Customized extension lead to huge weight gain

I had my Völkl V-Cell 8 300g extended by an inch by a MRT. Turned out when the grips were added the frame weight out at 342 grams. Completely different racquet. I thought that the customized lengths would add 5 to 10 grams not 34 grams. At any rate, anyone else have experimented as well adding length and getting a heftier racquet?
 

drak

Hall of Fame
You should have asked in advance about how much static weight increase was going to be, and your swingweight by length alone for a 1 inch extension increased about 40 pts
 

scotus

G.O.A.T.
I try to minimize the weight increase when I extend my racquets, but for a full-inch extension you should expect an increase of at least 20 grams.
 

Irvin

Talk Tennis Guru
You should have asked in advance about how much static weight increase was going to be, and your swingweight by length alone for a 1 inch extension increased about 40 pts
my gut says SW will increase but not as much as we may think. @BorisBecker1872 did you by chance get the SW from the MRT?
 
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Irvin

Talk Tennis Guru
It most certainly will.
Speaking from experience here, I extend frames for clients all the time.
I’m well aware there will be a great increase in SW. all the racket that was there is still there and moved out 2.56 cm. That alone if there was no weight increase will raise the SW a lot. Raising the weight by 34 g will increase inertia in a racket. But I guessing the balance will drop a good deal too probably more than 2.56 cm. Balance is probably the biggest factor affecting SW.
 
I extended my racquet 1/2 inch and the swing weight increased significantly. I was not able to measure it. The overall weight increase was only about 11grams but the swing weight was increased enough that the racquet became sluggish and hard to swing. IMO, there is a big difference in the weight distribution of an extended racquet that started as a normal length and a manufactured extended length racquet. I dont mind an extended length racquet that started that way but will not extend a racquet myself again unless it was way too light to start with. Swinfweight would possibly need to start at under 290 if I am to consider extending a frame
 

Lefty78

Professional
I’m well aware there will be a great increase in SW.
Yes, but you suggested that the increase would be less than @drak suggested, which it will not.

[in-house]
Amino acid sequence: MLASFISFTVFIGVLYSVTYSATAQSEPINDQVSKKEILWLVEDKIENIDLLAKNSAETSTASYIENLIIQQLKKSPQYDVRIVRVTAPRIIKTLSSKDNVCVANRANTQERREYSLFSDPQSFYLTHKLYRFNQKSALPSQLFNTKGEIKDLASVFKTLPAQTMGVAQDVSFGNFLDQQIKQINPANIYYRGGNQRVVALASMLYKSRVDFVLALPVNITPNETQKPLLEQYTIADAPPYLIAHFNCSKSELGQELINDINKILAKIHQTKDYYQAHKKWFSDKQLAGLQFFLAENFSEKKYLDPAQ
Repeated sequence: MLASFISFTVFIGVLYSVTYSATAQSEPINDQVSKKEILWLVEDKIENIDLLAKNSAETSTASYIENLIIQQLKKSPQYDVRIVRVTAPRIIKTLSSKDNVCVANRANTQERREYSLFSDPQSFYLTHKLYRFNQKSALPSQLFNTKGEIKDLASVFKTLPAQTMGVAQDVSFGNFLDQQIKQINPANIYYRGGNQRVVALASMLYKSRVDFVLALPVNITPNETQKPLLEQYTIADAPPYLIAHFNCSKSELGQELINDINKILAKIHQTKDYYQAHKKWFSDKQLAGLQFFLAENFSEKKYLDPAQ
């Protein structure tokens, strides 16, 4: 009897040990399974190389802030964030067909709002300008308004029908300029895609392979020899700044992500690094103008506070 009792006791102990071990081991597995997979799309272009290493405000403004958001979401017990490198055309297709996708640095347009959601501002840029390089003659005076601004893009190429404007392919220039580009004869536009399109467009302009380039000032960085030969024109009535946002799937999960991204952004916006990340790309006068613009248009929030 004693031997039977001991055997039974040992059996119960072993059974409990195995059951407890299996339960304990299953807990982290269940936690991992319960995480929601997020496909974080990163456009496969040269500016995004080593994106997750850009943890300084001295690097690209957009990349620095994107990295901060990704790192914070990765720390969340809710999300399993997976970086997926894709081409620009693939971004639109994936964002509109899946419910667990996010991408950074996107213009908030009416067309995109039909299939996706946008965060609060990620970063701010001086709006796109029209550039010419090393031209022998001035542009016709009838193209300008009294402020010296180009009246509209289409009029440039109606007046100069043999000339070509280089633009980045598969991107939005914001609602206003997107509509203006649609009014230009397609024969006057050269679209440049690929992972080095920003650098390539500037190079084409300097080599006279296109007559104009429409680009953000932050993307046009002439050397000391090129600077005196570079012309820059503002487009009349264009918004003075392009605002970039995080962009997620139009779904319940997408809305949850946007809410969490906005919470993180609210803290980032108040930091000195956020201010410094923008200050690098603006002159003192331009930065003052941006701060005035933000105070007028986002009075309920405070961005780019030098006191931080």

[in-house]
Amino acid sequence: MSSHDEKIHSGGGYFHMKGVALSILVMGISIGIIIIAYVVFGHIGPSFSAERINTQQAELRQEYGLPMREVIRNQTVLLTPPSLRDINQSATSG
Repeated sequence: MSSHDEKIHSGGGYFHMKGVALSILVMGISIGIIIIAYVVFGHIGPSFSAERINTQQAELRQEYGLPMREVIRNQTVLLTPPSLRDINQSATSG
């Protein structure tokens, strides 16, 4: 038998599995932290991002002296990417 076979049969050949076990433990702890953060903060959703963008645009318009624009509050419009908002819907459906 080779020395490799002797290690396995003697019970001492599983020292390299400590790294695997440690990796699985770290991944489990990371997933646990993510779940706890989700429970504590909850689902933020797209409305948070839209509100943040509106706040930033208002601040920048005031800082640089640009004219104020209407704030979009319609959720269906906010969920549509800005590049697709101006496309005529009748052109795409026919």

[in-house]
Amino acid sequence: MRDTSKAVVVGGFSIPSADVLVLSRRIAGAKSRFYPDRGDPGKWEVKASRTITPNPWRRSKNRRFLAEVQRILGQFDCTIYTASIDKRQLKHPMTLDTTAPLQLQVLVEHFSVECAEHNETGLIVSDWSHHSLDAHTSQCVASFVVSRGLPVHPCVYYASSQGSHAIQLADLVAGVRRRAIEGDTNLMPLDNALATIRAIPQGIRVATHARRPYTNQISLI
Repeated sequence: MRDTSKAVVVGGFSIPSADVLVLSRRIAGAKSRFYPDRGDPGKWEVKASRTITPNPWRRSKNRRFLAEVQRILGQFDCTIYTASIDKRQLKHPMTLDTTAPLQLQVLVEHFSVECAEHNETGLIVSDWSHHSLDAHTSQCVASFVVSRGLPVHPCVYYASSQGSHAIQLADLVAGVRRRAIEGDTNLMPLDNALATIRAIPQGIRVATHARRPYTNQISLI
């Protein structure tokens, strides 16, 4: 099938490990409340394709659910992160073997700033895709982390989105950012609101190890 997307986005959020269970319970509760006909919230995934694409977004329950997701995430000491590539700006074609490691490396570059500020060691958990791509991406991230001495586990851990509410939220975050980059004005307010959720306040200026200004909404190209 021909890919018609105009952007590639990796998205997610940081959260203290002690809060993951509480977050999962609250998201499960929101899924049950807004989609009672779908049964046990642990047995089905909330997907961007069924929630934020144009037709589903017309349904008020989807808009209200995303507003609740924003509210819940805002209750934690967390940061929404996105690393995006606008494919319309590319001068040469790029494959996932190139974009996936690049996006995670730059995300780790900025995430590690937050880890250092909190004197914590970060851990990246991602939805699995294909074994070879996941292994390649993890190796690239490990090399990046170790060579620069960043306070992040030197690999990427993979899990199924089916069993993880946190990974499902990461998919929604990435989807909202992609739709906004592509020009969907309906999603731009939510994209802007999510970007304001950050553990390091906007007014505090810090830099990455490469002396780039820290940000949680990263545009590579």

Raising the weight by 34 g will increase inertia in a racket.
34g added in the butt of the racquet will only increase the rotational inertia which we measure in tennis (SW) by a couple units. Of course SW is an imperfect measurement, but it is what it is.

Balance is probably the biggest factor affecting SW.
SW = kg x cm^2. Balance is not a factor in that equation.

TBH though, your response reads like you just don't want to admit that you're wrong, and you're just trying to obfuscate the situation.
 

Irvin

Talk Tennis Guru
Yes, but you suggested that the increase would be less than @drak suggested, which it will not.
You read something I did not say. I’d guess the RW will go up at least (30*30*.034) 30 points. SW = RW + mr^2. If RW goes up 30.6 point the only thing left if mr^2. Mass (m) is +34 g then there is the distance (r) between the 10 cm axis and the balance point. That balance point makes a huge difference. The MRT added 34 g for a reason IMO. By adding that weight he probably dropped the balance point by a lot. I guess it would depend on where that weight was added and it it not all in the bottom 1”.
SW = kg x cm^2. Balance is not a factor in that equation.
Wrong I = mr^2
 
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Irvin

Talk Tennis Guru
Let me try to explain what I meant by the SW increase may not be as much as we may think. Say your original balance point was 33 cm and the weight was 315 g. (SW = RW + mr^2) mr^2 then would be 23*23*.315 = 167. If you increase the length by adding 2.56 cm to the butt and 34 g the mr^2 value increases to 25.5*25.5*.349 = 227. So we may think the minimum increase would be 227-167 = 60 points not counting the increase in RW by adding 34 g over 33 cm from the balance point.
 
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TennisHound

Legend